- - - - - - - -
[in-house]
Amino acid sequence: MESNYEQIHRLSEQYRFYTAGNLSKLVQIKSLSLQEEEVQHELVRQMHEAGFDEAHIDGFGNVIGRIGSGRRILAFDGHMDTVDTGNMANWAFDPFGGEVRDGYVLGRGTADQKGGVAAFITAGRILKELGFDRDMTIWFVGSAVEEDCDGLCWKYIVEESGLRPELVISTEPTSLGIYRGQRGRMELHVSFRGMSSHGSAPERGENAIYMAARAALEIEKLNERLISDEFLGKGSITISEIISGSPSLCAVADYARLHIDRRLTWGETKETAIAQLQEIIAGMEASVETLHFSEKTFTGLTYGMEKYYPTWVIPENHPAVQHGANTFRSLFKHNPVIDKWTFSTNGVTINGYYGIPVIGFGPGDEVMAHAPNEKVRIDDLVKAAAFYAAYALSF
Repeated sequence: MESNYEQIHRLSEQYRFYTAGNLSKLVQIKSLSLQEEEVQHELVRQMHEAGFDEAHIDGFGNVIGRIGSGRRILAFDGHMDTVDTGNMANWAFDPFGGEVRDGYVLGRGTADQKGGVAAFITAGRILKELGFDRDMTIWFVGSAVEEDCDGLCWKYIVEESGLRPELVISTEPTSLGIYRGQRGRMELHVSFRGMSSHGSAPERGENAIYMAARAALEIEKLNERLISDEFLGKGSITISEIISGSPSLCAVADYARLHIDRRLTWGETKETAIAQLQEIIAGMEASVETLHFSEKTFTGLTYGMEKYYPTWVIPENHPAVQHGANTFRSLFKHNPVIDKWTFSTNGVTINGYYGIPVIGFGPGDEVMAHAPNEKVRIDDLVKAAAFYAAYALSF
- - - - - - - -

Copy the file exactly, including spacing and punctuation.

[in-house]
Amino acid sequence: MESNYEQIHRLSEQYRFYTAGNLSKLVQIKSLSLQEEEVQHELVRQMHEAGFDEAHIDGFGNVIGRIGSGRRILAFDGHMDTVDTGNMANWAFDPFGGEVRDGYVLGRGTADQKGGVAAFITAGRILKELGFDRDMTIWFVGSAVEEDCDGLCWKYIVEESGLRPELVISTEPTSLGIYRGQRGRMELHVSFRGMSSHGSAPERGENAIYMAARAALEIEKLNERLISDEFLGKGSITISEIISGSPSLCAVADYARLHIDRRLTWGETKETAIAQLQEIIAGMEASVETLHFSEKTFTGLTYGMEKYYPTWVIPENHPAVQHGANTFRSLFKHNPVIDKWTFSTNGVTINGYYGIPVIGFGPGDEVMAHAPNEKVRIDDLVKAAAFYAAYALSF
Repeated sequence: MESNYEQIHRLSEQYRFYTAGNLSKLVQIKSLSLQEEEVQHELVRQMHEAGFDEAHIDGFGNVIGRIGSGRRILAFDGHMDTVDTGNMANWAFDPFGGEVRDGYVLGRGTADQKGGVAAFITAGRILKELGFDRDMTIWFVGSAVEEDCDGLCWKYIVEESGLRPELVISTEPTSLGIYRGQRGRMELHVSFRGMSSHGSAPERGENAIYMAARAALEIEKLNERLISDEFLGKGSITISEIISGSPSLCAVADYARLHIDRRLTWGETKETAIAQLQEIIAGMEASVETLHFSEKTFTGLTYGMEKYYPTWVIPENHPAVQHGANTFRSLFKHNPVIDKWTFSTNGVTINGYYGIPVIGFGPGDEVMAHAPNEKVRIDDLVKAAAFYAAYALSF